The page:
Fan favorites return for the Florentine’s fall debut

Fan favorites return for the Florentine’s fall debut

By Kelly Schlicht, Development Manager
When the Florentine Opera hits the Marcus Center stage on October 20 and 22 with its production of The Merry Widow, there will be many familiar faces that local opera fans will recognize.
Alyson Cambridge as Cio-Cio-San in Florentine’s production of MADAMA BUTTERFLY (2015).
Soprano Alyson Cambridge will make her role debut as Hana Glawari, the young widow. She said the Florentine is a perfect place to try out a new role.
“The Milwaukee audience is enthusiastic, and now knows me a bit from two previous seasons. It is always nice to debut a new role with a Maestro and director that you have worked with before. There is trust and a real sense of collaboration that is there from the beginning.  I had that feeling with [Puccini’s Madama] Butterfly and it proved to be invaluable. I look forward to the same with Merry Widow,” said Cambridge.  Florentine fans may also remember Cambridge from her portrayal of Mimi in Puccini’s La Boheme.



Corey McKern in Florentine’s production of ELIXIR OF LOVE (2015).
Also returning from the Florentine’s 2014 cast of La Boheme is Corey McKern, who was most recently seen in Die Fledermaus with the Florentine in May 2016.
“Alyson and I are good friends, and we did Boheme together at the Florentine. We keep up over the years, and I think she’s going to be amazing in this role. I can’t imagine anything better,” said McKern, who has played the role of Danilo five previous times over the past decade.


Both artists, who play each other’s unlikely love interests in The Merry Widow, had glowing things to say about being back in Milwaukee.
“I love it. It’s one of my favorite companies for a variety of reasons. I love Bill. The staff and casts are really warm and welcoming and collegial. Part of it is staying at the Knickerbocker, which is a little like opera camp. In our line of work, we’re constantly having miniature lives over and over again. And singing at the Florentine is a great miniature life,” said McKern.
“I’ve really come to love Milwaukee! It’s such a culturally and artistically rich community and has a fantastic restaurant scene, which I have really enjoyed exploring!” said Cambridge.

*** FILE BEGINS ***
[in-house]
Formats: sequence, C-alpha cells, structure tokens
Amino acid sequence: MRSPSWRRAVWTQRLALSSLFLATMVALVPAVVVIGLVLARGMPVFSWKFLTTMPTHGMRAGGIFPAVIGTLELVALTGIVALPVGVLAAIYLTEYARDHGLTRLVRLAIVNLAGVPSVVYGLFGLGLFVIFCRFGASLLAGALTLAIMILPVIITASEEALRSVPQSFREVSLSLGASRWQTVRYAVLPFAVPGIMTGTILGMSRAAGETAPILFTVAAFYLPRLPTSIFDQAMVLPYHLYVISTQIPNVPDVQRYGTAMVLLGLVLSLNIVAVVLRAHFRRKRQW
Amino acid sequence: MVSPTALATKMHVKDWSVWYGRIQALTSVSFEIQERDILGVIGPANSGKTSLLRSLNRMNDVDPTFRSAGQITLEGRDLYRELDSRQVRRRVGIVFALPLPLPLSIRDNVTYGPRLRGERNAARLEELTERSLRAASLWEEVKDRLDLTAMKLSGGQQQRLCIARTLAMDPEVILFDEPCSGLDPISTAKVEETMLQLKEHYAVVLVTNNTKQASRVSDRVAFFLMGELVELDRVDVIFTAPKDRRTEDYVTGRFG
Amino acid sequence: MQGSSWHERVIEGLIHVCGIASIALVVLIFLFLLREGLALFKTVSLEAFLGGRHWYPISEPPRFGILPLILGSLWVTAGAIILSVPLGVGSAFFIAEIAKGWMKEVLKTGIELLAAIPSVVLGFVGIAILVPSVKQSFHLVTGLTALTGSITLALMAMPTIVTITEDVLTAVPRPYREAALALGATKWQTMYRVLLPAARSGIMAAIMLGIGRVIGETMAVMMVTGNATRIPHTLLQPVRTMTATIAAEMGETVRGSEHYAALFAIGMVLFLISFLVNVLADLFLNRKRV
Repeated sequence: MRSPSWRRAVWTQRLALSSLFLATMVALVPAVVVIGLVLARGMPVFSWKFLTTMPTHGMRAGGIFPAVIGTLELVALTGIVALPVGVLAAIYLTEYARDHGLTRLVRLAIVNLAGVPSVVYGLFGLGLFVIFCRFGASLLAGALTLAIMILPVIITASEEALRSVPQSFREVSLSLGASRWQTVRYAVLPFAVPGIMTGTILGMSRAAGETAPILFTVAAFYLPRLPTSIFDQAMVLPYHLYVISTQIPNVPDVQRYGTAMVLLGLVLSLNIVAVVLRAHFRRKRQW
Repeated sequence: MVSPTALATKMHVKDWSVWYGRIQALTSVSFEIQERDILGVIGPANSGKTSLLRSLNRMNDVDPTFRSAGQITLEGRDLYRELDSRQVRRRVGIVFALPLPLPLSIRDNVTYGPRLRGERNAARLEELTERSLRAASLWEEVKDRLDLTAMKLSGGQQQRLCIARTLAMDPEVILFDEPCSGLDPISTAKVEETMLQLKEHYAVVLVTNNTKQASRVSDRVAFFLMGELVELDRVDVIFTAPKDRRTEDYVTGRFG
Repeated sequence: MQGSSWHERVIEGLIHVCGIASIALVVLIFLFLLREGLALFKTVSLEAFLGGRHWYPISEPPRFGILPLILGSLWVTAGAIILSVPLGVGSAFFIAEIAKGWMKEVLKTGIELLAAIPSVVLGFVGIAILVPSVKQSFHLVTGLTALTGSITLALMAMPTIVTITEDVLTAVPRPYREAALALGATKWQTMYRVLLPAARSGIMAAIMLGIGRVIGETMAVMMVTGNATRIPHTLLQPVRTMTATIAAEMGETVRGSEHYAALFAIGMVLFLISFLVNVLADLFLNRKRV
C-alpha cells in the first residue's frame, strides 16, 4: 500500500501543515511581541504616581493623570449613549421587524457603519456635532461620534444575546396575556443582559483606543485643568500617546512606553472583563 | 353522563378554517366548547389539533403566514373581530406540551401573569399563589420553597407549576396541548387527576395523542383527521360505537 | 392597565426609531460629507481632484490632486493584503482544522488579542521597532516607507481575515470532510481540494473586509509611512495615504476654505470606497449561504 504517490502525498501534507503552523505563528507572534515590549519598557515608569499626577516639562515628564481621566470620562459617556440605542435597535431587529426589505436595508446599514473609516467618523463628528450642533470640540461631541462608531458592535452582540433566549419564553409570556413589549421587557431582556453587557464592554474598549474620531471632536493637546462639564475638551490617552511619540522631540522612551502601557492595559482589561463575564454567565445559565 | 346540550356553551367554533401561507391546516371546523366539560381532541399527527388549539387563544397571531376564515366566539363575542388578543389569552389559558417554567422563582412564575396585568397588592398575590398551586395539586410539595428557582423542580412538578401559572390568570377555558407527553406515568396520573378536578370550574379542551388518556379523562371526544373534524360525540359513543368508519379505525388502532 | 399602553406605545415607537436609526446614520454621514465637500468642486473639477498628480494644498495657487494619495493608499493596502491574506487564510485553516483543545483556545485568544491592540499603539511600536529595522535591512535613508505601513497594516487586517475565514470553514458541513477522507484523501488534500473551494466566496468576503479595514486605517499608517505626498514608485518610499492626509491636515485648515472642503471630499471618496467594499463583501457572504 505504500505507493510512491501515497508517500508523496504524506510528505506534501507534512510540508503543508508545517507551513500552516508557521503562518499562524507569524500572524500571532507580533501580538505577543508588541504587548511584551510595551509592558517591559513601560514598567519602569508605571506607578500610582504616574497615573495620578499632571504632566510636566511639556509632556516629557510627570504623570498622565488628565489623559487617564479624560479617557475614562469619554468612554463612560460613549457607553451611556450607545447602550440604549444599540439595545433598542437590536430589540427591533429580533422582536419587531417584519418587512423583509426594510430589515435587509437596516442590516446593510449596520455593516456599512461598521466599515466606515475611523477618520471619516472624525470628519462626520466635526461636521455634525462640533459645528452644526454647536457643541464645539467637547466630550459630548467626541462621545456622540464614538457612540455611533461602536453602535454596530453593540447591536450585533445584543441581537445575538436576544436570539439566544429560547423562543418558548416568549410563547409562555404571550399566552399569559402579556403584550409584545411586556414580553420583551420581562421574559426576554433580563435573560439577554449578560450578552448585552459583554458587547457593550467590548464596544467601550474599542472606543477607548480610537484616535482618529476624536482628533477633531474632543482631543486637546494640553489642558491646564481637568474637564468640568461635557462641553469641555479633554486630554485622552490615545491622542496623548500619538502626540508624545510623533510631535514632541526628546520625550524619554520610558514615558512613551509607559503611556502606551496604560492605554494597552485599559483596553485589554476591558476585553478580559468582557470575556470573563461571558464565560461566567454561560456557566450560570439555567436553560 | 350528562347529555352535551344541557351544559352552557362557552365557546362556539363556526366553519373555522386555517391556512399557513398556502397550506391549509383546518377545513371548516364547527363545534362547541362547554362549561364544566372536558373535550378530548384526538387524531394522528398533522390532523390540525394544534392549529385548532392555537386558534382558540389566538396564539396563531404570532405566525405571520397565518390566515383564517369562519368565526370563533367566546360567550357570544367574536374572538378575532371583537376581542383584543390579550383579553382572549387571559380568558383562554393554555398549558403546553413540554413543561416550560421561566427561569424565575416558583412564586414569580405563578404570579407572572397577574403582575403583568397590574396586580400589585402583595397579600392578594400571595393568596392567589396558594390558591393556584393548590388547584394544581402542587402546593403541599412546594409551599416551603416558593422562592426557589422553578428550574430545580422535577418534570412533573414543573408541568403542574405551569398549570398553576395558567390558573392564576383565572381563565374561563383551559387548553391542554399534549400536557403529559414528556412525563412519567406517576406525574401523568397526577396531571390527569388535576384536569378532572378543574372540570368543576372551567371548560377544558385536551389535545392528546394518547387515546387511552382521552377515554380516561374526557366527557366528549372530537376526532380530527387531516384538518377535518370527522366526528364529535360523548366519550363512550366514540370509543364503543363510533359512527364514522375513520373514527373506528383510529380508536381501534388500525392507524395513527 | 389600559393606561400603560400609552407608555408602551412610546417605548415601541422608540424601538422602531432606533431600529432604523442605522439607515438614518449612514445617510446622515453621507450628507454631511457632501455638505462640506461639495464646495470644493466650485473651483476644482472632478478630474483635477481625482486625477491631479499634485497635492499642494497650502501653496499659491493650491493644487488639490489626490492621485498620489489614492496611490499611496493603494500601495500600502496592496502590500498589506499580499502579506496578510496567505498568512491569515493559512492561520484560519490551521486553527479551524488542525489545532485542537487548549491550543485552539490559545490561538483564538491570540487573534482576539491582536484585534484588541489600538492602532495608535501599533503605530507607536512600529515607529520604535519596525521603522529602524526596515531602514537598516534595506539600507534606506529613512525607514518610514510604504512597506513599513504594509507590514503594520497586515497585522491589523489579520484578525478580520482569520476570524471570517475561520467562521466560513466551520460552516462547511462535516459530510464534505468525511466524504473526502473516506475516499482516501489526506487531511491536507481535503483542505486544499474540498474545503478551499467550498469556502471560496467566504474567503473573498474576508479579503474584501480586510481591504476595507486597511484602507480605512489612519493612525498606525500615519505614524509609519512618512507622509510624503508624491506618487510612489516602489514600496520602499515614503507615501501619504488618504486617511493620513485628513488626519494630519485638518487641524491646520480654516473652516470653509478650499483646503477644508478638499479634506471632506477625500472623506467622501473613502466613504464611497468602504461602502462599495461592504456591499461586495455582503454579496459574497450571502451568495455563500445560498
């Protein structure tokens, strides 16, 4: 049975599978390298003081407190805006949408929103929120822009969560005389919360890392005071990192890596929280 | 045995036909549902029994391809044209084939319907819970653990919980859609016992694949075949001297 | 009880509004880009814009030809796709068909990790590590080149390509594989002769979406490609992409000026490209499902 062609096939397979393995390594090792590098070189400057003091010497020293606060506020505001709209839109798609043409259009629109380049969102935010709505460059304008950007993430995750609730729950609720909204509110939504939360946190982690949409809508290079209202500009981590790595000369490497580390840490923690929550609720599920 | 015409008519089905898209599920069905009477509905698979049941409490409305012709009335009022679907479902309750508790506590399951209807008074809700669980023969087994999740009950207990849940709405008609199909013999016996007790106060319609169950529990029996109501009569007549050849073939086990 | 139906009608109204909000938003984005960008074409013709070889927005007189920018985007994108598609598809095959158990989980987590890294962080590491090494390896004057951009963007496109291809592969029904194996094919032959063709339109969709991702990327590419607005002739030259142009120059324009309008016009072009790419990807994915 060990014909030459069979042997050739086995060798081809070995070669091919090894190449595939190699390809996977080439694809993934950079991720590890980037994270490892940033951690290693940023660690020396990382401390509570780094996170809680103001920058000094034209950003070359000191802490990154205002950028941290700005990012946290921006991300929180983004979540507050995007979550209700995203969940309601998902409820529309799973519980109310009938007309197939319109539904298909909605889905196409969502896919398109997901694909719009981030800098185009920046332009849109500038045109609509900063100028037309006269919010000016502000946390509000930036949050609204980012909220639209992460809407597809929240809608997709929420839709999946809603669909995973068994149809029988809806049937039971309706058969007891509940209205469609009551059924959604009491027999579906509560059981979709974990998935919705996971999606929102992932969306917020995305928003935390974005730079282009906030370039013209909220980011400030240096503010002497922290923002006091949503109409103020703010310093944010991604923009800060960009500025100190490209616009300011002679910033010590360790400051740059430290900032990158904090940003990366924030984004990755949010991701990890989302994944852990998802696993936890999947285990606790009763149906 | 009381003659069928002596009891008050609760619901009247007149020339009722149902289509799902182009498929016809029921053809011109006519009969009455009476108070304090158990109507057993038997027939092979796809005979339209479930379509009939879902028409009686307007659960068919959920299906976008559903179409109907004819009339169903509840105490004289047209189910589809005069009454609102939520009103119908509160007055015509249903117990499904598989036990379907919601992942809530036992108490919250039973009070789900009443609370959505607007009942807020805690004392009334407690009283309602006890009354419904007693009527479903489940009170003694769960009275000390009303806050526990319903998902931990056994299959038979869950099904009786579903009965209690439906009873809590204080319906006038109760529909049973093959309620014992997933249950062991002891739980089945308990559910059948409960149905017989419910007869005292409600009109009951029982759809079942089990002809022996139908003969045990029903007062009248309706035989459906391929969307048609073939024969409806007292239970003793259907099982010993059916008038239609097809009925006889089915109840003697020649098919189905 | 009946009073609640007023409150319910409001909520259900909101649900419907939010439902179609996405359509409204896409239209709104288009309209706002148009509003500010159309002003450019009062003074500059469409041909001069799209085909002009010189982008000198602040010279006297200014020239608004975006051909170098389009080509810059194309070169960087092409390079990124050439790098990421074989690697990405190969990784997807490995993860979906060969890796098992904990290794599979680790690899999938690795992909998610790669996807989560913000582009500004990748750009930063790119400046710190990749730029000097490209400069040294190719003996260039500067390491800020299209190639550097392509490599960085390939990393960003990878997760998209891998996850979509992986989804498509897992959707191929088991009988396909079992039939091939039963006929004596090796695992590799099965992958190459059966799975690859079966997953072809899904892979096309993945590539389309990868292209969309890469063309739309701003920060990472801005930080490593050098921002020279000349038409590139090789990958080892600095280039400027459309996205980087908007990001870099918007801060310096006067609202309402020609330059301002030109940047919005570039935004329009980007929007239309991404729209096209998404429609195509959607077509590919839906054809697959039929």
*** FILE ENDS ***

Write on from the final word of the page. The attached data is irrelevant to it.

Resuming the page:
Rodell Rosel and Jamie Offenbach in Florentine’s production of ALBERT HERRING (2012).
Fan favorites Tenor Rodell Rosel and Bass-baritone Jamie Offenbach have also returned for The Merry Widow. Rosel, who will play Njegus in this production, appeared in the lead role in Albert Herring, as well as other productions and some summer appearances at Festa Italiana. Offenbach’s first role with the Florentine was in Aida in 2006. The Merry Widow, in which he plays Baron Zeta, marks his sixth production.
“It’s great to be asked to come back. It’s always our wish to consistently work and to have a company that keeps inviting me back after all these years, it’s a blessing,” said Offenbach.
Both Rosel and Offenbach say their role debuts in this production offer a unique challenge opera singers usually don’t face: many lines of dialogue.
“I’m doing it in a rough dialect that’s vaguely European or Russian sounding, so that’s even more challenging,” said Offenbach.
“It’s one of the hardest roles I’ve ever had to do. I treat music as my clothing on stage. I kind of hide behind it sometimes, I feel cloaked in it. But dialogue makes me feel like I’m naked. You have to present yourself as you are and not rely on the music,” said Rosel.
Rosel said he sought the coaching of a friend of his who is an actor in Chicago to help him prepare for the spoken lines.
“It was pure character development, comedic timing, and delivery,” he said.
Cast members say the spoken lines and non-stop laughs of The Merry Widow will remind the audience of American musical theatre, showing the link between operetta and the genre out of which it sprouted.
“If you’ve never been to an opera before it’s light and fun and pretty and it’s funny, so there’s something for everyone,” said McKern. “My dad is always a good litmus test because he sees a lot of the things I’m in and he doesn’t have a lot of experience with opera otherwise. He’s always saying I want you to do the Merry Widow again.”
These singers say this particular Merry Widow will leave you feeling nothing but joy.
“Where else can you see live theatre where you have beautiful can-can dancers on stage, you have this great music,” said Offenbach. “It’s so alive, it’s so funny, it’s so colorful and it’s a great story and the pacing and timing moves so quickly. I can’t imagine anyone getting bored with something like this. It’s a spectacle.”
To take in the spectacle and frivolity of The Merry Widow, get your tickets today! Ticket buyers to Friday’s performance are invited to stay for the cast party in the Anello Atrium immediately following the performance.  Meet, greet, and get to know these wonderful artists even better.

For tickets, call 414-291-5700 ext 224.

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